Form, development and function of grass stomata
by Nunes T. D. G., Zhang D., Raissig M. T. (2019)
In The Plant Journal, Early View – https://doi.org/10.1111/tpj.14552 –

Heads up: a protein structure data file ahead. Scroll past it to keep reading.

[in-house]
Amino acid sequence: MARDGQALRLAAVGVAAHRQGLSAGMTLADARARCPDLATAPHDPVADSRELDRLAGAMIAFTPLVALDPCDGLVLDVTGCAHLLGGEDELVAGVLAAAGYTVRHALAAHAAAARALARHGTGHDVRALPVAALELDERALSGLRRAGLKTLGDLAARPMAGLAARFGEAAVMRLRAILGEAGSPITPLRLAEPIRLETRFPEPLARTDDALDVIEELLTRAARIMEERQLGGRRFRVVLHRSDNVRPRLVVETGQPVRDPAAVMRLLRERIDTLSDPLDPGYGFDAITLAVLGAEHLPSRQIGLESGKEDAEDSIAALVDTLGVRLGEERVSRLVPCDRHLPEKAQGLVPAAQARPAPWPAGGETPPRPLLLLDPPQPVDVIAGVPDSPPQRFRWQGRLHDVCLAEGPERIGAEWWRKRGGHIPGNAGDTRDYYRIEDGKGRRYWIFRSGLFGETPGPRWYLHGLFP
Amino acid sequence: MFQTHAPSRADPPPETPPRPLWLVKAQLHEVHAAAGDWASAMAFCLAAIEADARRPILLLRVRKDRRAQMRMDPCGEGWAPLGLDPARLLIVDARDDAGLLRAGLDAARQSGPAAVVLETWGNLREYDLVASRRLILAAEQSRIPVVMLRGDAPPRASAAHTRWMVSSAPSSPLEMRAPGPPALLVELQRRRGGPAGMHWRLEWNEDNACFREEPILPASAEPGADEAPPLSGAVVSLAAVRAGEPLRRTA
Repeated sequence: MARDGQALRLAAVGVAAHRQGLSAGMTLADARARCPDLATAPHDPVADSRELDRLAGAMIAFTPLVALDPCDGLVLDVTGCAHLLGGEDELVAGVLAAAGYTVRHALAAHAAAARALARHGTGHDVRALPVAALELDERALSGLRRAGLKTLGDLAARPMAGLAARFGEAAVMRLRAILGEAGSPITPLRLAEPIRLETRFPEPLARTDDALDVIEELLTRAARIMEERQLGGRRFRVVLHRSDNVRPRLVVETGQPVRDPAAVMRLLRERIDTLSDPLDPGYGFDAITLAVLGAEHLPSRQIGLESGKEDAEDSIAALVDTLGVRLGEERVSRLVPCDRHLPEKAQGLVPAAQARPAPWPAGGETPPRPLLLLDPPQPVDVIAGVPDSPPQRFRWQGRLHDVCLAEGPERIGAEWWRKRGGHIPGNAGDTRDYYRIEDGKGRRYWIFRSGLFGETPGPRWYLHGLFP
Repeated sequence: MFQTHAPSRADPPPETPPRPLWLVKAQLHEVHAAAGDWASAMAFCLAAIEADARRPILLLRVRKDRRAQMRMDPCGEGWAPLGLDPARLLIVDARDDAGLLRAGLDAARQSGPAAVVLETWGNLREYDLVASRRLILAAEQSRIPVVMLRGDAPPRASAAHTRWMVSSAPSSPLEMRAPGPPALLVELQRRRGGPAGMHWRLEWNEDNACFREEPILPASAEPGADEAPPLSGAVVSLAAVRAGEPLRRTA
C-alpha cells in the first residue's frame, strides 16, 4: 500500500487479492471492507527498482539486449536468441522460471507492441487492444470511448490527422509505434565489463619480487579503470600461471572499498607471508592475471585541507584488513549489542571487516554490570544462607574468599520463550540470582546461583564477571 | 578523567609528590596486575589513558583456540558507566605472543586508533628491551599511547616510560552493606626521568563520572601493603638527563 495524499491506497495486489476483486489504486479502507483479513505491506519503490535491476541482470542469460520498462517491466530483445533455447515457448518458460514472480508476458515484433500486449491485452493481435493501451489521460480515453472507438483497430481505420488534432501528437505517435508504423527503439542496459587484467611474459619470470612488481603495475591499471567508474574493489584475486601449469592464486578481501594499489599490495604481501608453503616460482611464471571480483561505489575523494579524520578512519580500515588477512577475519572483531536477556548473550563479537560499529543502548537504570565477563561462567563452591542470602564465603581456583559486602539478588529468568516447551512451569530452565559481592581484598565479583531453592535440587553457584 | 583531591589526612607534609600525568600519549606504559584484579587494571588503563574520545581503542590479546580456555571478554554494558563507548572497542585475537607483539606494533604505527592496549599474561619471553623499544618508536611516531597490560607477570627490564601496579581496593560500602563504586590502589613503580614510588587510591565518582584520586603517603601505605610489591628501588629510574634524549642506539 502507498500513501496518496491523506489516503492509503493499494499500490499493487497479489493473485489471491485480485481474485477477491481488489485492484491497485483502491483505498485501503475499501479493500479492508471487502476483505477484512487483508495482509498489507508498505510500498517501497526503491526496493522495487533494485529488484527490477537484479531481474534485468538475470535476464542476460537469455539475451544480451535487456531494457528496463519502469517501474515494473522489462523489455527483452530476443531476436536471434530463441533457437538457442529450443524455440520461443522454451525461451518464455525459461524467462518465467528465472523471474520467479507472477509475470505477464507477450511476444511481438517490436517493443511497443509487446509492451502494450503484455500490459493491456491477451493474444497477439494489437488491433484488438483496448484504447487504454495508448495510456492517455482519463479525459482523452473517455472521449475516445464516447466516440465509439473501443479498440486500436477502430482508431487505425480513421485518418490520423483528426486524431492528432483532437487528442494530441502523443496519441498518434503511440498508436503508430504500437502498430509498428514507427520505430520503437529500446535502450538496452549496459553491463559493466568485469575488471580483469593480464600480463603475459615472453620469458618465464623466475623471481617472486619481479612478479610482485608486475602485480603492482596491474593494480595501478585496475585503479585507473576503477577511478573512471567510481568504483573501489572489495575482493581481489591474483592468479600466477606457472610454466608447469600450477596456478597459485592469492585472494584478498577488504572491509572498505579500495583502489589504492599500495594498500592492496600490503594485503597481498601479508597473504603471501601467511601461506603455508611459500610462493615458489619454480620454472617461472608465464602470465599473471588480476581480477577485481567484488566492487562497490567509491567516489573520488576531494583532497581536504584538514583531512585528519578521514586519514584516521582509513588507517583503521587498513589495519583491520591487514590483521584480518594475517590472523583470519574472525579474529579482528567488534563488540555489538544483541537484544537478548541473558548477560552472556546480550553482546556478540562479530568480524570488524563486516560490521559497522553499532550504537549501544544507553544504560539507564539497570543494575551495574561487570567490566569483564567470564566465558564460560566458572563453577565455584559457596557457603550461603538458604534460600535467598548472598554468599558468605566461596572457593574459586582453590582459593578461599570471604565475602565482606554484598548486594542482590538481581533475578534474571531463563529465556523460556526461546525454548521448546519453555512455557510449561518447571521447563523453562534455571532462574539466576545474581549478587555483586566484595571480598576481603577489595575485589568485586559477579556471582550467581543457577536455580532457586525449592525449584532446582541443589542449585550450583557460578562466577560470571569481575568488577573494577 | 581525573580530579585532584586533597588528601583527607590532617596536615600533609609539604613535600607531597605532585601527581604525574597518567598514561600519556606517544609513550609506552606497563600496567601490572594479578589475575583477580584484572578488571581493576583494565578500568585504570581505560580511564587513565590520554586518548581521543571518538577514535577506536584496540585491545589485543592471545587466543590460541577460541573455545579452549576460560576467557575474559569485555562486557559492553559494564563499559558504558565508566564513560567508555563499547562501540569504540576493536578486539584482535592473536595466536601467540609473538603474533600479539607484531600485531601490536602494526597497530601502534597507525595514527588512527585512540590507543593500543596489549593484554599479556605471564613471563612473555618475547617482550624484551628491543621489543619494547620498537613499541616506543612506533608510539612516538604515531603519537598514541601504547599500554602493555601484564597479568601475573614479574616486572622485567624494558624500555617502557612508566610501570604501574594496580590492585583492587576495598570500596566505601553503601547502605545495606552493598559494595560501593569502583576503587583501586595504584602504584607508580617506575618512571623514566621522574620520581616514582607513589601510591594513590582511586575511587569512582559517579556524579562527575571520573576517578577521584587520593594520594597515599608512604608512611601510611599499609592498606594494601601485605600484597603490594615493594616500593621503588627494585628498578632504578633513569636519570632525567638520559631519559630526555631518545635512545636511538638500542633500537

Stomata are cellular breathing pores on leaves that open and close to absorb photosynthetic carbon dioxide and to restrict water loss through transpiration, respectively. Grasses (Poaceae) form morphologically innovative stomata, which consist of two dumbbell‐shaped guard cells flanked by two lateral subsidiary cells (SCs). This ‘graminoid’ morphology is associated with faster stomatal movements leading to more water‐efficient gas exchange in changing environments. Here, we offer a genetic and mechanistic perspective on the unique graminoid form of grass stomata and the developmental innovations during stomatal cell lineage initiation, recruitment of SCs and stomatal morphogenesis. Furthermore, the functional consequences of the four‐celled, graminoid stomatal morphology are summarized. We compile the identified players relevant for stomatal opening and closing in grasses, and discuss possible mechanisms leading to cell‐type‐specific regulation of osmotic potential and turgor. In conclusion, we propose that the investigation of functionally superior grass stomata might reveal routes to improve water‐stress resilience of agriculturally relevant plants in a changing climate.